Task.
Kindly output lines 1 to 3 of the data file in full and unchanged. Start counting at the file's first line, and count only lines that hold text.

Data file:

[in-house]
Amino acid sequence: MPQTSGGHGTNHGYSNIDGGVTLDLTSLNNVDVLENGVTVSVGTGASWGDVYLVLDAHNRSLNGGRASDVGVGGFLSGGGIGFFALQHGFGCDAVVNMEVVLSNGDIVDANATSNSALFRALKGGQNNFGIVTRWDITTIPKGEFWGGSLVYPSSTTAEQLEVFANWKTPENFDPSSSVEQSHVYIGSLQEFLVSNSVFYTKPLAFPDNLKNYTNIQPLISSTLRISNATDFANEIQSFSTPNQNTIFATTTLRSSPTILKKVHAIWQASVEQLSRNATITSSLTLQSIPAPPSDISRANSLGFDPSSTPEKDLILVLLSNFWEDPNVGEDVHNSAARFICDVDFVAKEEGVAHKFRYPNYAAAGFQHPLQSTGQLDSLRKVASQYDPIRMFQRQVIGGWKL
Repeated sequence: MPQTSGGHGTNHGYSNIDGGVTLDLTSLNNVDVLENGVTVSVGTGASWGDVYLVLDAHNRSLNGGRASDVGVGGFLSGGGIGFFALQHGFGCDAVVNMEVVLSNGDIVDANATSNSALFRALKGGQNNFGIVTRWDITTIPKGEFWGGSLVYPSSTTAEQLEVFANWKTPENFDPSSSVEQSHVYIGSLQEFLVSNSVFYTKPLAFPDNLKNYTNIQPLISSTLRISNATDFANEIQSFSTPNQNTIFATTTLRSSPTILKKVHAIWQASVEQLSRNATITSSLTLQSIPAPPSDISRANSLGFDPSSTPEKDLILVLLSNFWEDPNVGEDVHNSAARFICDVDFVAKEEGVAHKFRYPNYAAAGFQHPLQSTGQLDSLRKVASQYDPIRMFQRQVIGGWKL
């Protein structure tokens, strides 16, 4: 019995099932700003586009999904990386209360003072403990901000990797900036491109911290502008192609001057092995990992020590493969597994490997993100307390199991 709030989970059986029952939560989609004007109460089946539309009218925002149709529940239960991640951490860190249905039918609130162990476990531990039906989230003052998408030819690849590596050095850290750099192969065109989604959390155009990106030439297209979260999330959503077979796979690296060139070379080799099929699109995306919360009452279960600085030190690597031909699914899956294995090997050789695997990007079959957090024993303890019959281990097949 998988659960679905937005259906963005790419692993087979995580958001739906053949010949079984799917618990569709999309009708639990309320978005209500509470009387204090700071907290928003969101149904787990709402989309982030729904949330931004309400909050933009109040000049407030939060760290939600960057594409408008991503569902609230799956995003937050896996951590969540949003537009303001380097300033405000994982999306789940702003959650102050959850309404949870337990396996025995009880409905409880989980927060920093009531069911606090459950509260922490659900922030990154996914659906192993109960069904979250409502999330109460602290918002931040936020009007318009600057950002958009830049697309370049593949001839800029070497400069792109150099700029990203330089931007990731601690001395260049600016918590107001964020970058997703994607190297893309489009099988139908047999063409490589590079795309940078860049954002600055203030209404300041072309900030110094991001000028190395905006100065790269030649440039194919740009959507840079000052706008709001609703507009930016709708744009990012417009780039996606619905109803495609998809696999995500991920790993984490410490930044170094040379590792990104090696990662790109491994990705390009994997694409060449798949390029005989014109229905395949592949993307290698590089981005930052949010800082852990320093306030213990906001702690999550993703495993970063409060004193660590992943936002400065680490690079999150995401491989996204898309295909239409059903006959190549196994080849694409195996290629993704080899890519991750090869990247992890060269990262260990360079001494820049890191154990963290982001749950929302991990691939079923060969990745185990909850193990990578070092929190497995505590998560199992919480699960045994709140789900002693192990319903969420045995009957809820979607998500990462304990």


[in-house]
Amino acid sequence: MPQTSGGHGTNHGYSNIDGGVTLDLTSLNNVDVLENGVTVSVGTGASWGDVYLVLDAHNRSLNGGRASDVGVGGFLSGGGIGFFALQHGFGCDAVVNMEVVLSNGDIVDANATSNSALFRALKGGQNNFGIVTRWDITTIPKGEFWGGSLVYPSSTTAEQLEVFANWKTPENFDPSSSVEQSHVYIGSLQEFLVSNSVFYTKPLAFPDNLKNYTNIQPLISSTLRISNATDFANEIQSFSTPNQNTIFATTTLRSSPTILKKVHAIWQASVEQLSRNATITSSLTLQSIPAPPSDISRANSLGFDPSSTPEKDLILVLLSNFWEDPNVGEDVHNSAARFICDVDFVAKEEGVAHKFRYPNYAAAGFQHPLQSTGQLDSLRKVASQYDPIRMFQRQVIGGWKL
Repeated sequence: MPQTSGGHGTNHGYSNIDGGVTLDLTSLNNVDVLENGVTVSVGTGASWGDVYLVLDAHNRSLNGGRASDVGVGGFLSGGGIGFFALQHGFGCDAVVNMEVVLSNGDIVDANATSNSALFRALKGGQNNFGIVTRWDITTIPKGEFWGGSLVYPSSTTAEQLEVFANWKTPENFDPSSSVEQSHVYIGSLQEFLVSNSVFYTKPLAFPDNLKNYTNIQPLISSTLRISNATDFANEIQSFSTPNQNTIFATTTLRSSPTILKKVHAIWQASVEQLSRNATITSSLTLQSIPAPPSDISRANSLGFDPSSTPEKDLILVLLSNFWEDPNVGEDVHNSAARFICDVDFVAKEEGVAHKFRYPNYAAAGFQHPLQSTGQLDSLRKVASQYDPIRMFQRQVIGGWKL